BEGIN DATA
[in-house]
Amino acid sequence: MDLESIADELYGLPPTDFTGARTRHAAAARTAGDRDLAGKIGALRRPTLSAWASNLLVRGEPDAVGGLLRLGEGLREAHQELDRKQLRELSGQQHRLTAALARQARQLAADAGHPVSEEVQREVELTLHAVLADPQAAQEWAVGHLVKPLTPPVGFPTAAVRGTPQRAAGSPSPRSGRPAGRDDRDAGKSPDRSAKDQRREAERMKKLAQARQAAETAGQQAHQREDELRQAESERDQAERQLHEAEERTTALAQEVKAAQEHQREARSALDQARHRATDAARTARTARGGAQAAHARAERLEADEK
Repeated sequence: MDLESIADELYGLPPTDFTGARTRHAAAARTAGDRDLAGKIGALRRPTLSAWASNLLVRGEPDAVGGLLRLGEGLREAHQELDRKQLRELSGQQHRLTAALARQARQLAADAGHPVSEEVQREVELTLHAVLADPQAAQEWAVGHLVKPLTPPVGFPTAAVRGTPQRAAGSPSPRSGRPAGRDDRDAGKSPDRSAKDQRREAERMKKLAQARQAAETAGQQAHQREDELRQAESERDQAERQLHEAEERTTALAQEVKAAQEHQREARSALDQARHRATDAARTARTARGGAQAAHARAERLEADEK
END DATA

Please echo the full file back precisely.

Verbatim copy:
[in-house]
Amino acid sequence: MDLESIADELYGLPPTDFTGARTRHAAAARTAGDRDLAGKIGALRRPTLSAWASNLLVRGEPDAVGGLLRLGEGLREAHQELDRKQLRELSGQQHRLTAALARQARQLAADAGHPVSEEVQREVELTLHAVLADPQAAQEWAVGHLVKPLTPPVGFPTAAVRGTPQRAAGSPSPRSGRPAGRDDRDAGKSPDRSAKDQRREAERMKKLAQARQAAETAGQQAHQREDELRQAESERDQAERQLHEAEERTTALAQEVKAAQEHQREARSALDQARHRATDAARTARTARGGAQAAHARAERLEADEK
Repeated sequence: MDLESIADELYGLPPTDFTGARTRHAAAARTAGDRDLAGKIGALRRPTLSAWASNLLVRGEPDAVGGLLRLGEGLREAHQELDRKQLRELSGQQHRLTAALARQARQLAADAGHPVSEEVQREVELTLHAVLADPQAAQEWAVGHLVKPLTPPVGFPTAAVRGTPQRAAGSPSPRSGRPAGRDDRDAGKSPDRSAKDQRREAERMKKLAQARQAAETAGQQAHQREDELRQAESERDQAERQLHEAEERTTALAQEVKAAQEHQREARSALDQARHRATDAARTARTARGGAQAAHARAERLEADEK